Through the Constitutional Court ruling in Centre for Health, Human Rights and Development (CEHURD) and Iga Daniel vs. the Attorney General (“IGA Daniel v. AG”) and the prior High Court ruling in Bushoborozi Eric vs. Uganda, courts have now outlawed prolonged detention of persons with mental disabilities and/or illness in prisons, without granting of Minister’s Orders and/or the judiciary’s review.

In 2011, CEHURD petitioned the Constitutional Court to repeal degrading laws, practice and usage of language towards persons with mental disabilities in criminal justice system, particularly s. 45(5) and s. 86(2) of the Trial on Indictments Act, Chapter 23, and s. 130 of the Penal Code Act, Chapter 120.  On October 31, 2015, the petition was upheld by the Constitutional Court, with the prayers for relief sought being granted.

IGA Daniel v. AG is a strong step forward for the equality rights of persons with disabilities.  In particular, the Constitutional Court of Uganda at Kampala reviewed the human rights framework applicable in Africa, the Ugandan Constitution and previous Court decisions and then decided as follows at page 22, lines 11-17:

We have found this jurisprudence persuasive, especially as the African Charter is similar to Article 23 of the Constitution.  Both protect the liberty of the individual.  We therefore conclude that the Minister is procedurally and substantively not a competent person to certify the deprivation of liberty of the alleged mentally ill accused person, without first seeking medical advice and without according the affected person a hearing. 

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Background of the NAP
Following the Universal Periodic Review (UPR) of Uganda’s human rights situation by the United Nations Human Rights Council which was conducted in 2011 in Geneva, Uganda Government made a voluntary pledge to the UN Council to develop a Human Rights National Action Plan (NAP) to provide a framework for coordinating the implementation of human rights commitments in the country.

What is NAP?
The National Action Plan on Human Rights (NAP) is a key policy document which embodies the government’s commitments to the protection and promotion of human rights, outlining clear goals and describing strategies to be used in achieving the set targets and defining clearly stipulated time-bound indicators.  In Uganda, it is expected that the NAP will be integrated into the National Development Plan II.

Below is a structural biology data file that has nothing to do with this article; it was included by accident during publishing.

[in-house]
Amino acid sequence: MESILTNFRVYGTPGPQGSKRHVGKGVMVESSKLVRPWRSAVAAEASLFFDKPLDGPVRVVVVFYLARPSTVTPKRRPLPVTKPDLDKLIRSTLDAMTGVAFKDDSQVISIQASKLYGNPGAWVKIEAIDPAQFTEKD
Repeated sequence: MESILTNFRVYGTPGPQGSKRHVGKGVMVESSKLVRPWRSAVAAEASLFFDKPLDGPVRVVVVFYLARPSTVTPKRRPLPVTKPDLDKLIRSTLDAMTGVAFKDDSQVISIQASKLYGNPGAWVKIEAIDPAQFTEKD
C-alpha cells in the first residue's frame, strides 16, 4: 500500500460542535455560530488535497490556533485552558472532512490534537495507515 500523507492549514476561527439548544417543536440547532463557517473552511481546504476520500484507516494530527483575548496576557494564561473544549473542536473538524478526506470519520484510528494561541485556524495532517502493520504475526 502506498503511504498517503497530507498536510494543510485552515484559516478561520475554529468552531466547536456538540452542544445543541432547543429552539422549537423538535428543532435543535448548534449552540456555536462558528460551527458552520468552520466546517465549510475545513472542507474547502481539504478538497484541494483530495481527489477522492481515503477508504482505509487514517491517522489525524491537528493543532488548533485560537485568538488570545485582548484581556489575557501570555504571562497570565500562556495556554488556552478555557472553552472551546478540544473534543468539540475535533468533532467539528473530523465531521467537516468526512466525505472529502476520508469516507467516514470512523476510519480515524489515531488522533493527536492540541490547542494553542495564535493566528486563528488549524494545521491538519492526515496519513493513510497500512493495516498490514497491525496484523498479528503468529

Published in Human Rights

Membership of the Human Rights and Accountability Working Group is drawn from the 17 JLOS institutions and non-State actors. The Working Group may also co-opt persons from other institutions if the matter under discussion so requires. The current membership of the working group is as follows;


JLOS Institutions
1.    Uganda Law Society (ULS)
2.    Judiciary
3.    National Community Service Program (NCSP)
4.    Non-Government Organisations’ Board (NGO Board)
5.    Amnesty Commission (MIA-AC)
6.    Directorate of Public Prosecution (DPP)
7.    Uganda Prisons Service (UPS)
8.    Judicial Service Commission (JSC)
9.    Ministry of Gender, Labour and Social Development (MoGLSD)
10.    Uganda Human Rights Commission (UHRC)
11.    Law Development Centre (LDC)
12.    Ministry of Justice & Constitutional Affairs (MoJCA)
13.    Uganda Law Reform Commission (ULRC)
14.    Uganda Police Force (UPF)
15.    Department of Citizenry and Immigration Control (DCIC)
16.    Uganda Law Council (ULC)
17.    Centre for Arbitration and Dispute Resolution (CADER)
18.    Tax Appeals Tribunal (TAT)
19.    Uganda Registration Services Bureau (URSB)
20.    Ministry of Local Government (Local Council Courts)


Non-State Institutions
1.    Independent Development Fund (IDF)
2.    National Union of Disabled Persons of Uganda (NUDIPU)
3.    JLOS Development Partners Group Focal persons (JLOS DPG)
4.    Human Rights Network (HURINET)
5.    Foundation for Human Rights Initiative (FHRI)
6.    Anti-Corruption Coalition of Uganda (ACCU)


Leadership
The leadership of the Working Group is determined by both the Technical Committee and Group membership.


Chairperson
The Chairperson of the Working Group is Mrs. Grace Babihuga Nuwagaba (Uganda Law Society) and the Alternate Chairperson is Mr. Bisereko Kyomuhendo (Ministry of Justice and Constitutional Affairs -Human Rights Desk). The Chairperson of the Human Rights and Accountability Working Group is selected by the Technical Committee from its membership, while the Alternate Chairperson of the Working Group is determined annually by members from among the membership of the Working Group.

Published in Management Structures